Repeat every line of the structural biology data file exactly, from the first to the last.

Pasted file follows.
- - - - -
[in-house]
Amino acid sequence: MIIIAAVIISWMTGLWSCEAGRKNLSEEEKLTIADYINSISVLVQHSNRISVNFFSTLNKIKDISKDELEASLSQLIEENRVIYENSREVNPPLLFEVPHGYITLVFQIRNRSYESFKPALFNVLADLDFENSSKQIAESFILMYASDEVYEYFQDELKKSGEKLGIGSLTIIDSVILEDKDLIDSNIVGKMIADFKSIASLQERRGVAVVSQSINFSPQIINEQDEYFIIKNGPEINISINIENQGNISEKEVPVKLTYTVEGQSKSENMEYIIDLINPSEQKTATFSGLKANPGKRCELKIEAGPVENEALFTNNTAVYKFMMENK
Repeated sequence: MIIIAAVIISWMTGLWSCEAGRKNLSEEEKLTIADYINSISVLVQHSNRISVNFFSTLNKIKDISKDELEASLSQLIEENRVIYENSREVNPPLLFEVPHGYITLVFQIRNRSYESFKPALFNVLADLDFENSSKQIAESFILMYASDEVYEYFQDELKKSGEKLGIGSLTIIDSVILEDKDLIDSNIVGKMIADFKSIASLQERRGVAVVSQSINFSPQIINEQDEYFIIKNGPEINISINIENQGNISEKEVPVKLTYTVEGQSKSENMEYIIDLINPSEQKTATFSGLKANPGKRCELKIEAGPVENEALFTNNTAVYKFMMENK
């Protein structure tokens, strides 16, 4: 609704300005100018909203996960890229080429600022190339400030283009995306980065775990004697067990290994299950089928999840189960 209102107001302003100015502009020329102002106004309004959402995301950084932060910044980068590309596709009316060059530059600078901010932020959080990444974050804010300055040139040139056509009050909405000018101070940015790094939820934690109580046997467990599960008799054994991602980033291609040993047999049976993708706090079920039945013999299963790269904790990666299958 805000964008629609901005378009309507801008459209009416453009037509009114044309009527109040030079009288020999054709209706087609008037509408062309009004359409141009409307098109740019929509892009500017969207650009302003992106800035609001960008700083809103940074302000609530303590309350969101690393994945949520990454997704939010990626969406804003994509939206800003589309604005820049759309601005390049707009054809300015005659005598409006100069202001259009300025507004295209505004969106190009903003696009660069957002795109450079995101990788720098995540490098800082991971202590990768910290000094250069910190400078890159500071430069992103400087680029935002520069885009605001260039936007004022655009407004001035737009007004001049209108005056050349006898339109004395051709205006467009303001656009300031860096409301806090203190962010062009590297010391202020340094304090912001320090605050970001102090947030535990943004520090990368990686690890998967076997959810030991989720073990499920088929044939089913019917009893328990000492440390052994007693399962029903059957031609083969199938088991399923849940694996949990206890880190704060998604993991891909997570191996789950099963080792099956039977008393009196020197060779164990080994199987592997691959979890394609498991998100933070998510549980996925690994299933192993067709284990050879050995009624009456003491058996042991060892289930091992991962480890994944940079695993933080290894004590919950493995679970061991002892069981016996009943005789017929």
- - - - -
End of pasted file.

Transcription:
[in-house]
Amino acid sequence: MIIIAAVIISWMTGLWSCEAGRKNLSEEEKLTIADYINSISVLVQHSNRISVNFFSTLNKIKDISKDELEASLSQLIEENRVIYENSREVNPPLLFEVPHGYITLVFQIRNRSYESFKPALFNVLADLDFENSSKQIAESFILMYASDEVYEYFQDELKKSGEKLGIGSLTIIDSVILEDKDLIDSNIVGKMIADFKSIASLQERRGVAVVSQSINFSPQIINEQDEYFIIKNGPEINISINIENQGNISEKEVPVKLTYTVEGQSKSENMEYIIDLINPSEQKTATFSGLKANPGKRCELKIEAGPVENEALFTNNTAVYKFMMENK
Repeated sequence: MIIIAAVIISWMTGLWSCEAGRKNLSEEEKLTIADYINSISVLVQHSNRISVNFFSTLNKIKDISKDELEASLSQLIEENRVIYENSREVNPPLLFEVPHGYITLVFQIRNRSYESFKPALFNVLADLDFENSSKQIAESFILMYASDEVYEYFQDELKKSGEKLGIGSLTIIDSVILEDKDLIDSNIVGKMIADFKSIASLQERRGVAVVSQSINFSPQIINEQDEYFIIKNGPEINISINIENQGNISEKEVPVKLTYTVEGQSKSENMEYIIDLINPSEQKTATFSGLKANPGKRCELKIEAGPVENEALFTNNTAVYKFMMENK
């Protein structure tokens, strides 16, 4: 609704300005100018909203996960890229080429600022190339400030283009995306980065775990004697067990290994299950089928999840189960 209102107001302003100015502009020329102002106004309004959402995301950084932060910044980068590309596709009316060059530059600078901010932020959080990444974050804010300055040139040139056509009050909405000018101070940015790094939820934690109580046997467990599960008799054994991602980033291609040993047999049976993708706090079920039945013999299963790269904790990666299958 805000964008629609901005378009309507801008459209009416453009037509009114044309009527109040030079009288020999054709209706087609008037509408062309009004359409141009409307098109740019929509892009500017969207650009302003992106800035609001960008700083809103940074302000609530303590309350969101690393994945949520990454997704939010990626969406804003994509939206800003589309604005820049759309601005390049707009054809300015005659005598409006100069202001259009300025507004295209505004969106190009903003696009660069957002795109450079995101990788720098995540490098800082991971202590990768910290000094250069910190400078890159500071430069992103400087680029935002520069885009605001260039936007004022655009407004001035737009007004001049209108005056050349006898339109004395051709205006467009303001656009300031860096409301806090203190962010062009590297010391202020340094304090912001320090605050970001102090947030535990943004520090990368990686690890998967076997959810030991989720073990499920088929044939089913019917009893328990000492440390052994007693399962029903059957031609083969199938088991399923849940694996949990206890880190704060998604993991891909997570191996789950099963080792099956039977008393009196020197060779164990080994199987592997691959979890394609498991998100933070998510549980996925690994299933192993067709284990050879050995009624009456003491058996042991060892289930091992991962480890994944940079695993933080290894004590919950493995679970061991002892069981016996009943005789017929």